Merrick’s hoot of joy carried deep into the Great Rift. He tried each item on the tray, and with every drop of the disk the chosen item appeared before him. The multiple treasure chests he kept for himself—to cover traveling costs, of course—and the unidentifiable items born of the Rift, he set aside for the next lucky traveler.
Not as lucky as Merrick, however, because he dragged the wooden board back to the portal that led to Newerth and transported it and as many tickets as he could carry back to his shop.
Now, brave warrior, you may assume our great shopkeeper was only acting to benefit himself. Not true! While it brought him great joy to know endless treasure was only a button-push away, what made him even happier was knowing he would be able to better serve his customers. Now they could purchase whatever they liked, whenever they liked, and he would not need to be present!
The notion of a much-needed vacation on the isles of the Inner Sea made Merrick rush to set the board up in his shop, and it wasn’t until he finished and stepped back that he noticed something odd. The wooden pegs were no longer aligned in straight lanes; now every other row was offset.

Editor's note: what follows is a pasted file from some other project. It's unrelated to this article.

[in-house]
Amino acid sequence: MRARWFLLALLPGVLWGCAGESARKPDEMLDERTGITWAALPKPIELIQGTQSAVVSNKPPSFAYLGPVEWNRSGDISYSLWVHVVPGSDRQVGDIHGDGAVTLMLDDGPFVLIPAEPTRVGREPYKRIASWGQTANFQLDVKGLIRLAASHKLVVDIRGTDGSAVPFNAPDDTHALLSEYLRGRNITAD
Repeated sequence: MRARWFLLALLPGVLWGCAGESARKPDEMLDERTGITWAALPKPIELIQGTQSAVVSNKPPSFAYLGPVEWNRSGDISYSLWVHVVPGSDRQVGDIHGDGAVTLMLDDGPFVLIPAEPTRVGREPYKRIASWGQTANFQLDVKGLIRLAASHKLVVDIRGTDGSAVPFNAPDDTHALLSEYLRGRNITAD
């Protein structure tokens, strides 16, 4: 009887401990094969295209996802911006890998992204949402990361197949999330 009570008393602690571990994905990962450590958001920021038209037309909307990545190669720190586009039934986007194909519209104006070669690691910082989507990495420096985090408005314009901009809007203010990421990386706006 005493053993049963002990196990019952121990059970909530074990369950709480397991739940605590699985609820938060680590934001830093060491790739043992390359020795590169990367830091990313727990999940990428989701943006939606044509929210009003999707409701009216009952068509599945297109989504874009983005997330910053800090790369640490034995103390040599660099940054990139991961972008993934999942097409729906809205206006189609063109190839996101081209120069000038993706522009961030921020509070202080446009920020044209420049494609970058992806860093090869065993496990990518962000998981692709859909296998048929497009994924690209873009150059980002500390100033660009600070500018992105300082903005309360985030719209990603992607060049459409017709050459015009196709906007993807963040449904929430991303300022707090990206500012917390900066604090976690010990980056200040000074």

Merrick pushed and kicked and pried at them, but the pegs would not budge. Had they shifted during transport? No, he had been very careful with this precious cargo. Merrick had the suspicion the pegs had realigned as soon as he crossed the threshold of Newerth, and that only in the Great Rift would they go back to straight runs.
This notion was reinforced when he saw the items on the tray had changed as well. The treasure chests were still there, but the Great Rift items had been replaced with images of blue and orange tickets. That could not be the result of careless jostling—only sorcery or interdimensional shenanigans would cause such a thing.
But did it still work?
He touched the richest-looking treasure chest, then reluctantly fed gold from his new riches into the board and pressed the Drop! button. The disk released and fell, and was immediately bounced off track by a peg. It ricocheted left, right, even up, before finally dropping into the slot above the blue tickets.